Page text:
Last week I went to a talk where DevRock argued against Beyonce's critics who said she was capitalizing black suffering through her super bowl show. He said that although Beyonce is a multi- millionaire, her music is an attempt to bridge connections between the older and younger generation. By wearing a beret that saluted the Black Panthers, Beyonce allows her Behive, mostly composed of generation, to research what it means to wear a beret, or even at the most basic level research about the black panthers. This message really resonated with me because I also see myself as a connector, someone who is a middle-man. While I am certainly not saying that I am equal to Beyonce or that I am Beyonce, I do believe I am in a similar position. I know I am not an activist, I know I am not going to be the most effective grassroots community organizer because I do not feel comfortable telling marginalized black people what they should do with their community. In similar vein, I know I am not comfortable working in the private sector because I am not able to tolerate whiteness at 100. For a long time I was scared and frustrated because I know I didn't want to be in either end of this spectrum, but after starting working at Impact Hub I have learned to embrace the middle position I am in, as it is an asset that is valuable to guide the future of Baltimore in a equitable way. Now that I know I am a connector, hopefully I can make connections that can be beneficial to people, organizations and the whole city of Baltimore


“Watch not to step on anyone’s toes,” this is what my cohort member and colleague was told after she met with me Thursday morning for some fair development chit chat and brainstorming over a cup of coffee at my new favorite cafe, Charmingtons. What could her supervisor have possibly meant? All she did was talk to me about my organization’s work around community organizing, and ask for some advice as she takes on the task of surveying over 5 neighborhoods in Central Baltimore. United Workers has over 15 years of experience with community organizing and now that I have had my orientation, I know how they work and have had some similar experience with canvassing and surveying in adjacent communities. It made complete sense that my colleague would ask for some advice, yet still her supervisor made her feel uncomfortable and challenged in her decision to reach out to me. It was this awkward and suspicious reaction to our meeting, that I began to notice the bureaucratic influence that has possibly shadowed her non-profit and several other non-profits around the city. It also made me realize how lucky I was to be placed at United Workers, a very liberal and righteous organization that does not let red tape or political objectives influence their fight for human rights in any way. I was able to talk to my co-workers and supervisors at United Workers about this incident in a way that was unfiltered and genuine and they offered the same candid response. I have come to realize that I am not someone who does well in a job or organization that is subjected and influenced by larger political aims. I have also come to terms with the fact that I am probably going to get fired, a lot, if I ever join an organization that places such restrictions on me. But, I guess that’s okay right? Shouldn’t I always be trying to get fired? Haha. I’m starting to really like that idea.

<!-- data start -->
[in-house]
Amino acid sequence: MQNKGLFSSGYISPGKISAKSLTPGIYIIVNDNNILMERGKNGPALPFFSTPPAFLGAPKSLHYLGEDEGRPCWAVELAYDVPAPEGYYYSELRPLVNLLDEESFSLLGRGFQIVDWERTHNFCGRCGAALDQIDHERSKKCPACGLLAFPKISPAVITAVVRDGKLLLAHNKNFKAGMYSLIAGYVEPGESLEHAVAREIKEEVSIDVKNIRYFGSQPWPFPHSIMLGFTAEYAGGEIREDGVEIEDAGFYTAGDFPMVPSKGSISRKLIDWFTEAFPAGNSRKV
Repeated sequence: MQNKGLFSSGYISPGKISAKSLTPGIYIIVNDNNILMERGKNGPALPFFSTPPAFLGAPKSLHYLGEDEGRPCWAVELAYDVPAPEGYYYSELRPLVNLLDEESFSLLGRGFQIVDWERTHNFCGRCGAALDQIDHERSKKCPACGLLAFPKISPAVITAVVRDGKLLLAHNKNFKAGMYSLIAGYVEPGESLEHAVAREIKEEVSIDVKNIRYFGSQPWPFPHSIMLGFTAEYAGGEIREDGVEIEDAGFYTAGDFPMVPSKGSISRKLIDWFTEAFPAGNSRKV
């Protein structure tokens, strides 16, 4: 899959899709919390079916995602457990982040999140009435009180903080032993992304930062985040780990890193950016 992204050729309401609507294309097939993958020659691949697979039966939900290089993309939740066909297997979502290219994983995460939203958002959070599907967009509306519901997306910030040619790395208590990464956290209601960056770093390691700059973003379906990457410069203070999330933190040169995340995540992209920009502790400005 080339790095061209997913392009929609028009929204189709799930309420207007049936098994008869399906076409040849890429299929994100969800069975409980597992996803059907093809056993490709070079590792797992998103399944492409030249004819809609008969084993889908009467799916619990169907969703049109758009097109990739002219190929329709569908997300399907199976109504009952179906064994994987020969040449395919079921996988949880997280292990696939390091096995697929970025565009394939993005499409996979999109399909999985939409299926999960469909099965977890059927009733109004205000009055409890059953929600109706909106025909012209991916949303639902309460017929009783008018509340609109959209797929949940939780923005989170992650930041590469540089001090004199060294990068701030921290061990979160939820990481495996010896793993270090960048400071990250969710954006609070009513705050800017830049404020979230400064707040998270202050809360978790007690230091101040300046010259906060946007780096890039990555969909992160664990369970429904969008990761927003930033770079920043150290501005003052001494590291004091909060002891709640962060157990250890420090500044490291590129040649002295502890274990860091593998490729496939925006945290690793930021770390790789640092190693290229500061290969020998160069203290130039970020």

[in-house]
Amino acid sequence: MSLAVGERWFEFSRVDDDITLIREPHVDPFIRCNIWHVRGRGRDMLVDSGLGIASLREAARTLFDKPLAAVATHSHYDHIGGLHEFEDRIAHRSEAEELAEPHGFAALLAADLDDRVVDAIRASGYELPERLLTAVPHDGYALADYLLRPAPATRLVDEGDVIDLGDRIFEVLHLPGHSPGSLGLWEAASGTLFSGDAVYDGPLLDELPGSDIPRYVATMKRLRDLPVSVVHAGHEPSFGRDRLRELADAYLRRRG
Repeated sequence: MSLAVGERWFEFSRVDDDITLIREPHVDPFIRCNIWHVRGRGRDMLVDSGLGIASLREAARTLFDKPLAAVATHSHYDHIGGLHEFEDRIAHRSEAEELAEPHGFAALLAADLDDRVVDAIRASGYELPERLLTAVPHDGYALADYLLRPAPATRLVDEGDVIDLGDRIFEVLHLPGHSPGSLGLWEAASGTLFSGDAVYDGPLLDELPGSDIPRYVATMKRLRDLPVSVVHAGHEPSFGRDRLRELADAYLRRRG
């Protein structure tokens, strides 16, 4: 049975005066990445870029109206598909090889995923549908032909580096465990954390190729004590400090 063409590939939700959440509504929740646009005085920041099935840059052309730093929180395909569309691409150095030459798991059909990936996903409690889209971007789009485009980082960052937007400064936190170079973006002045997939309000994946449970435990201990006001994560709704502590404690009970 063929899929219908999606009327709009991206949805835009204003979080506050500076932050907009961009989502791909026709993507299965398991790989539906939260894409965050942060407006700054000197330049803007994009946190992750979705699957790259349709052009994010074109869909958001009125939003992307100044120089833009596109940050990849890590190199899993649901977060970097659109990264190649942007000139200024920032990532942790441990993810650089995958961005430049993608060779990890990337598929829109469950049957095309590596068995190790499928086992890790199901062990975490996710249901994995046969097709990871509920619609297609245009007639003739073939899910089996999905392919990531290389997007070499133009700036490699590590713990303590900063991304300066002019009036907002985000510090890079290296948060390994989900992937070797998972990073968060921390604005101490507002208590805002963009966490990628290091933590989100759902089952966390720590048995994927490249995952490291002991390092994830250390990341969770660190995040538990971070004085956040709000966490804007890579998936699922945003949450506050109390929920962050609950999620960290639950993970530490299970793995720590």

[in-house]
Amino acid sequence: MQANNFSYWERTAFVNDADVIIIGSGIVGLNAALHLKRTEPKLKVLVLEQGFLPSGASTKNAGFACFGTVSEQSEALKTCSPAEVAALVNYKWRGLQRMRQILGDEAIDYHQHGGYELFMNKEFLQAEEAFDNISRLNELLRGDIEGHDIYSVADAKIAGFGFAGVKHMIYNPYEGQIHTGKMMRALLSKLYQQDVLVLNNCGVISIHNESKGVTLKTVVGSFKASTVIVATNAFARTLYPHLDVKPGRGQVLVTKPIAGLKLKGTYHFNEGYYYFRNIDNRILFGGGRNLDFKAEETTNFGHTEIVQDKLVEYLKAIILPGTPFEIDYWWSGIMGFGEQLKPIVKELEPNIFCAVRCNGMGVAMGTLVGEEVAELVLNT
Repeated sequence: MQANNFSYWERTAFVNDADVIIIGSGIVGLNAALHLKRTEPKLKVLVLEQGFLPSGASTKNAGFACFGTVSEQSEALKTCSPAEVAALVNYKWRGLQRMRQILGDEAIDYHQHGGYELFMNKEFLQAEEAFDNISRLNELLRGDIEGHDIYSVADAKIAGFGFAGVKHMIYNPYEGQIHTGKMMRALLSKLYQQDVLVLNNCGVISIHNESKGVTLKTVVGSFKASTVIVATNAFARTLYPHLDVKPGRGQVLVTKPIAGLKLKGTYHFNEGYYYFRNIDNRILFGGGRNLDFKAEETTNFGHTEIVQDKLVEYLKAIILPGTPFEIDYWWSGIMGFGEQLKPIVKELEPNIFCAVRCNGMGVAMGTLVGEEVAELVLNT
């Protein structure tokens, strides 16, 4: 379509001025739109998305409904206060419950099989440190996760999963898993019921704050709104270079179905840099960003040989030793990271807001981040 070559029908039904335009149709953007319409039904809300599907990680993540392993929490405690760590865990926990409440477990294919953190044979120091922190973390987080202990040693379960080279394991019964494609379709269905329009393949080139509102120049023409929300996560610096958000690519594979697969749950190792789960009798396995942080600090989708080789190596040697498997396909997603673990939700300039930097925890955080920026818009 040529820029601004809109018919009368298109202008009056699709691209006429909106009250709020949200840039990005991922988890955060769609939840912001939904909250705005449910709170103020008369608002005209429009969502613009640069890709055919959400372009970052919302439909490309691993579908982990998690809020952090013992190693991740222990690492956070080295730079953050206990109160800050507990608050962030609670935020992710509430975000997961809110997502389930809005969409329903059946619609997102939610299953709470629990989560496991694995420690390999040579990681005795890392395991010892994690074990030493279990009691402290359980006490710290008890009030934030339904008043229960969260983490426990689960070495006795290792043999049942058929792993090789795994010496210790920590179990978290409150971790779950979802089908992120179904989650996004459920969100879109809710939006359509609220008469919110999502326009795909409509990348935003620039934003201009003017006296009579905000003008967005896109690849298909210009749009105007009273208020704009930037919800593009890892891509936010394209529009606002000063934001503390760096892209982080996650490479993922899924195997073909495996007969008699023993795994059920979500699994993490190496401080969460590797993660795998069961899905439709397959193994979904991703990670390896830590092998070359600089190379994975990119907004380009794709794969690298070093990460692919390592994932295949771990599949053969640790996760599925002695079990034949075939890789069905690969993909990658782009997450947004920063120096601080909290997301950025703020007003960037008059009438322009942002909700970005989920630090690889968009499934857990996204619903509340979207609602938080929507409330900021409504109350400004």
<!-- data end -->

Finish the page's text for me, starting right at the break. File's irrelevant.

Saturday mornings I usually sleep in, but not today. Instead, I woke bright and early and made my way over to Hampden where one of the managing partners, Polly, lives. We were having a staff retreat—the first in many years. I guess since it was at her house, it was more of a staff stay-cation. She had a beautiful arrangement of fruit, muffins, frittata, and yummy eats that it definitely had a retreat vibe in a bed-and-breakfast kind of way.

Fusion is going through a lot of changes as they scale up their operations. This development comes with the growing pains of having to formalize many of their processes and deal with uncertainties and decisions that will impact their future. In addition, the office is undergoing a renovation and expansion, which means that there’s no certainty your desk will still be in the place you left it the day before. Simultaneously, the normal work Fusion provides still needs to get done.